14 August, 2023

I haven’t taken a single picture since I photographed the garden, and I haven’t shot more than four rolls of film with the new camera so far. There’s nothing left on the hard drive that is worth editing. I wish I felt an eagerness to go out and take photos, but I don’t. I’m out of ideas and inspiration, out of energy, despite a vague, undefined desire to create something.

I don’t follow anything closely on social media. I’ve lost most of my interest in what other people put online, and I hardly post anything myself. And when I do, I don’t really care what happens to it.

I haven’t spoken to T. for a while now. It’s not unusual that I don’t hear from him for a longer period of time, what is unusual, is that he doesn’t hear from me either. We come from very different places, but also not, and I always felt that we spoke a similar (visual) language. But I’ve known for a long time now that this relationship is too complicated to last.

None of these things are directly related to each other, but it’s also no coincidence that they happen more or less at the same time. It’s like each one is dragging the others down with it. I started all this a good ten years ago. Perhaps they all came with roughly the same expiration date. It’s not as sad as it sounds though, or at least I’m not feeling sad about it. Not too much anyway. I trust that at some point I will pick up the camera again. I tell myself that I’m using this hiatus to think about what I want to do, about new things to try or places to go, but actually I’m not. Regardless, I know it’s going to be okay. Perhaps in a somewhat different context, without all the sharing and the conversations. I’d miss that I’m sure, but it’s a sort of natural, inevitable course of events that I’ve seen coming for a long time.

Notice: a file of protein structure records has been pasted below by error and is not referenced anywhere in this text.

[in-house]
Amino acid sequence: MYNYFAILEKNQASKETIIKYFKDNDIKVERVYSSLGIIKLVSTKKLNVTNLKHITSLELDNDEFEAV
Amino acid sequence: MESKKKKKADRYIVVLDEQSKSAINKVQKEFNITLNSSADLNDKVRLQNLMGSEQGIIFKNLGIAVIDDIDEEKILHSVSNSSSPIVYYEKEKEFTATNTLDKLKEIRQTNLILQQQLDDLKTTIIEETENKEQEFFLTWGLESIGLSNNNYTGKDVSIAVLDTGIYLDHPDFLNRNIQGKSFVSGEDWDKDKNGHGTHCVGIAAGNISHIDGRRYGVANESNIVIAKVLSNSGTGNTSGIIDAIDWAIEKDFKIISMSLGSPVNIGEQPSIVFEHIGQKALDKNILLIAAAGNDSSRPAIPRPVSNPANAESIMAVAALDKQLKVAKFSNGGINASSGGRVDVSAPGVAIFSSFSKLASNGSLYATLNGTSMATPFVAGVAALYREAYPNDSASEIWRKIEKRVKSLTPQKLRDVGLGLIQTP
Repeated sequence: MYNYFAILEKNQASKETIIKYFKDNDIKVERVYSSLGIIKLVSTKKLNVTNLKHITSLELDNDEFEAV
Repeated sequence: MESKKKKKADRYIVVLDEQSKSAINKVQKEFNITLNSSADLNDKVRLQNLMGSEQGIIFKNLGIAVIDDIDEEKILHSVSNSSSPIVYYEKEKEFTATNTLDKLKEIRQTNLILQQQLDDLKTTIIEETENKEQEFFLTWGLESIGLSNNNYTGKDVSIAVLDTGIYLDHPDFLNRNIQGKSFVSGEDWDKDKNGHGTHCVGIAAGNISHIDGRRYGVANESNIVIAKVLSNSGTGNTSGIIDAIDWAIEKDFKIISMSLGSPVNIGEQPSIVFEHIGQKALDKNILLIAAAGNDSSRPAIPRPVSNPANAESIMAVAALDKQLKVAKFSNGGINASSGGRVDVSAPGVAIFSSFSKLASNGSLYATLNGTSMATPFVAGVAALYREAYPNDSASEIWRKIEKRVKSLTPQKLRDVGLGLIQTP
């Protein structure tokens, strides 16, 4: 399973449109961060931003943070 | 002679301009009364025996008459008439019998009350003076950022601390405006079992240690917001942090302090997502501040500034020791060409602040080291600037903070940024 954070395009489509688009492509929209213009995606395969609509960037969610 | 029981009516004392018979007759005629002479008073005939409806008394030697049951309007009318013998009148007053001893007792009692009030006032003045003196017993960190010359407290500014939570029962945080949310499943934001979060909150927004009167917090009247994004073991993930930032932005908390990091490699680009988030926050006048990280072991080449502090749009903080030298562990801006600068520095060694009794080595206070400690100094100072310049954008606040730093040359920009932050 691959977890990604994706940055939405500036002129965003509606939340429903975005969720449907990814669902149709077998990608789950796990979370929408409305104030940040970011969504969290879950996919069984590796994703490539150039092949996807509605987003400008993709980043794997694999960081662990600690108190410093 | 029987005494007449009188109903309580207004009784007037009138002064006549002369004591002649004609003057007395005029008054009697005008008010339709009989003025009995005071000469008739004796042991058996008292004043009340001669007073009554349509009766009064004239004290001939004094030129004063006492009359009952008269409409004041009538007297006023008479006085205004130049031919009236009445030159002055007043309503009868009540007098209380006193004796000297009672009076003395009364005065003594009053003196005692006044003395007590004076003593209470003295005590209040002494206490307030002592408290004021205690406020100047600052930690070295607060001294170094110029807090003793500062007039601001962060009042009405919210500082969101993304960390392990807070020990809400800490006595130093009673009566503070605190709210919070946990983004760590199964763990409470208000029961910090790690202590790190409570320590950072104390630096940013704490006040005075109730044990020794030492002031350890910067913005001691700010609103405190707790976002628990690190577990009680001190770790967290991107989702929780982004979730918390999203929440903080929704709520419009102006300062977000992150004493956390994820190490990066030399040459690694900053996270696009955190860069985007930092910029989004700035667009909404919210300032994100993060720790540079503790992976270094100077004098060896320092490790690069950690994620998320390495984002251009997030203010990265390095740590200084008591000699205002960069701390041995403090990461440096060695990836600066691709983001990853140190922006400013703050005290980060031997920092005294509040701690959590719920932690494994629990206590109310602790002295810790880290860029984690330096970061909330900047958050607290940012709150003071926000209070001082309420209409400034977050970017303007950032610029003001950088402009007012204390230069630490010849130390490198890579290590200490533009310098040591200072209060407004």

From Mallaig to Rùm, Scotland, 2013.  Coming back here hopefully means taking a break from my hiatus.

The questionnaire
10 August, 2023

When I was fourteen, fifteen years old, I spent my pocket money on British magazines like Smash Hits, Just Seventeen, I-D, The Face, etc. Some of them included a section that asked celebrities or just passers by about the last book they had read, what they were wearing, their favorite movie or band, things they loved, liked or hated. Similarily, I completed my own lists. The first conscious act of trying to define myself, and see myself in the light of others. Not only was filling in a simple questionnaire enough to provide a sense of self, it was also quite satisfying to see it in writing. The lists became a daily journal, recording the mundane events in the life of a teenager who never quite fit in. I kept a diary until much later, when the need to write faded away for no particular reason. But the need for a story lingered. I think every human needs a story about themselves. To tell others, but mostly yourself. And the journal became a narrative, a life boiled down to a few dominating storylines. I never liked my narrative as much as I liked my lists, or the person that emerged from it. And now, in my mid-fifties, I feel that I’m better of without one. A narrative has the tendency to become a self-fulfilling prophecy. It’s hard to escape from ideas that you keep telling yourself over and over again, and that you use to explain your life. That may have served a purpose, call it self-insight, but more often than not it feels like a burden. These worn-out ideas, not untrue I’m sure, are unproductive, and their explanatory power is no longer wanted.